Screen Shot 2012-11-11 at 8.55.53 PM

The Power of Invisible Forces

You can see formal authority on an organizational chart. You can see who has the biggest box at the very top of the page. You can see who has smaller boxes towards the bottom of the page. You can see that the people with the big boxes at the top of the page have more responsibility, and they have the accompanying formal authority to go along with it.

What you can’t see is who has influence. You can’t see whom the people occupying the big boxes trust. You can’t see whom they go to for advice. You can’t see the informal authority. But it exists nonetheless, and you need to know where it resides.

Influence is an invisible force. You don’t have to have formal authority to have influence.

Some people have titles, and titles represent formal authority too. But titles don’t tell you about anything about who the real leaders are within an organization. Organizations have formal leaders and spiritual leaders. The formal leaders may have the formal authority, but the spiritual leaders own the hearts and minds. The real leaders hold the influence, make change, and lead the organization.

You can’t see spiritual leadership. You can’t see who owns the hearts and minds of those around them. But you need to know who the spiritual leaders are.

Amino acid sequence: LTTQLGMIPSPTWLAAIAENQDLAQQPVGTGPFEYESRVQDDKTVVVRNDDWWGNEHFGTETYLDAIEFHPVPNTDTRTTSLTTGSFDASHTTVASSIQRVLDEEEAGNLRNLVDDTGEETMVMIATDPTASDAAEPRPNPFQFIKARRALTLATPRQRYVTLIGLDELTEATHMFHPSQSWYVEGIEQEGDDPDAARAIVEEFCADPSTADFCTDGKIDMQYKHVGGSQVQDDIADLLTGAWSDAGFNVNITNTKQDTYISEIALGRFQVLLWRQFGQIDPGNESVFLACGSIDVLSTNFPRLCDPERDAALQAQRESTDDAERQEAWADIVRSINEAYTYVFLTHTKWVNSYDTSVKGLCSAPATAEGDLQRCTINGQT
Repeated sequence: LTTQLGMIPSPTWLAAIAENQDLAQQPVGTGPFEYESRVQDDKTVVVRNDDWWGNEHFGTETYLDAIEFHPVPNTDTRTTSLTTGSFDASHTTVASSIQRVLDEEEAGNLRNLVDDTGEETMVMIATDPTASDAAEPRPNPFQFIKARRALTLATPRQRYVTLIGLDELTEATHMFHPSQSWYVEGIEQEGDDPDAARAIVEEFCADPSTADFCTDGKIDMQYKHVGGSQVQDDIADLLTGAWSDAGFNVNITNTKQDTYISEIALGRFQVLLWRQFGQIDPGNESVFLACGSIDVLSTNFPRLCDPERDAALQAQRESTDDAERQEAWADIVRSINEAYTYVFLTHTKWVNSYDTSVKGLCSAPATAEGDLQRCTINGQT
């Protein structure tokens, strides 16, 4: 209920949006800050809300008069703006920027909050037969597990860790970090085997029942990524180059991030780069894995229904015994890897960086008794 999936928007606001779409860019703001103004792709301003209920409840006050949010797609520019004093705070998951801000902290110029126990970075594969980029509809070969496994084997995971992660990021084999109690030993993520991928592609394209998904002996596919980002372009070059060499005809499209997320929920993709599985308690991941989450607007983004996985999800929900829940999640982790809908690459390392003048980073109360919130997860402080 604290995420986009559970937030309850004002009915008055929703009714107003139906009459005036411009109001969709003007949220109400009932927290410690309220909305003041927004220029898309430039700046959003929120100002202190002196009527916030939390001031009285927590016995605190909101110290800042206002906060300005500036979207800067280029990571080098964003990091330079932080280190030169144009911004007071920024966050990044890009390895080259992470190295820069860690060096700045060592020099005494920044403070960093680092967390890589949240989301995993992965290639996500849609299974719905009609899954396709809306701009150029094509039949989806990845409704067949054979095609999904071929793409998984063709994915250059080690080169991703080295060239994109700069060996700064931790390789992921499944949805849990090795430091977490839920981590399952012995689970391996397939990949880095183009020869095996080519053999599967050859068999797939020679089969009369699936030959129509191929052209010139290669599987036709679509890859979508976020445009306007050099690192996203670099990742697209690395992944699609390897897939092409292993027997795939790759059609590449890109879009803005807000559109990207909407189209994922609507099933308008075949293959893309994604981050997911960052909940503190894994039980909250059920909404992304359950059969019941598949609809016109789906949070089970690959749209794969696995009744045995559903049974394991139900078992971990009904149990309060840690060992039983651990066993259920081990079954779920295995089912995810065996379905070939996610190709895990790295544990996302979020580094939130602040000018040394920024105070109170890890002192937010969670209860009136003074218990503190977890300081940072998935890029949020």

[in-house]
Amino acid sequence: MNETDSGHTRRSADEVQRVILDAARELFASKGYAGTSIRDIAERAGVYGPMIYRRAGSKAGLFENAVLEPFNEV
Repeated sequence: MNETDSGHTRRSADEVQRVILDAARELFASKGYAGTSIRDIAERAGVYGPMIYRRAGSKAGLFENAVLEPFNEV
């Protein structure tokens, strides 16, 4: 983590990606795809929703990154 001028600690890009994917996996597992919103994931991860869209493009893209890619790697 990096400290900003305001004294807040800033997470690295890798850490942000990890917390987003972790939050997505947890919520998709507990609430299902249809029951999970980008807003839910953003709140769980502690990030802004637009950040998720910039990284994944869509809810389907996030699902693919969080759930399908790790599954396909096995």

Leadership is and invisible force. It doesn’t depend on a title.

There are people within your dream client companies who have real problems and challenges. You can guess at who might have those problems and challenges, but you can’t see pain. The people with real dissatisfaction are the people that are most receptive to your message. They’re most likely to lead you into the rest of the organization.

You can’t see pain. You can’t see receptivity either. But you need to know who is dissatisfied and who wants help making positive changes.

Pain is an invisible force. So is receptivity. It could be almost anywhere.

Invisible forces rule your life. Like gravity, magnetism, and radiation. Invisible forces are also at work in the deals that you are pursuing. Even though you can’t see these invisible forces, you can observe them. And you can use them your advantage.


What are the invisible forces at work in your company and client companies?

What invisible forces are at work in the deals you pursue?

How do you observe these invisible forces?

What actions do you take based on the forces you encounter?



  • David A Specht

    John Maxwell says, “Leadership is influence. Nothing more. Nothing Less.” Those with or without titles can learn a lot from this. I have found in client calls that the “boss” is not always the leader. This is why it is so important to build good relationships with everyone in your client’s organization. You never know who the true “leader” is.

  • Jay

    Good post.

    One of the most interesting thing I learned from reading Robert Caro’s great book “The Power Broker” about Robert Moses is that there was a person by the name of Belle Moskowitz who Al Smith, Governor of New York, relied on for all his decisions. She had no title but it was on her recommendation that Al Smith hired Robert Moses.

    You got to know who really wields power both formally and informally. Often the real power rests outside the formal channels.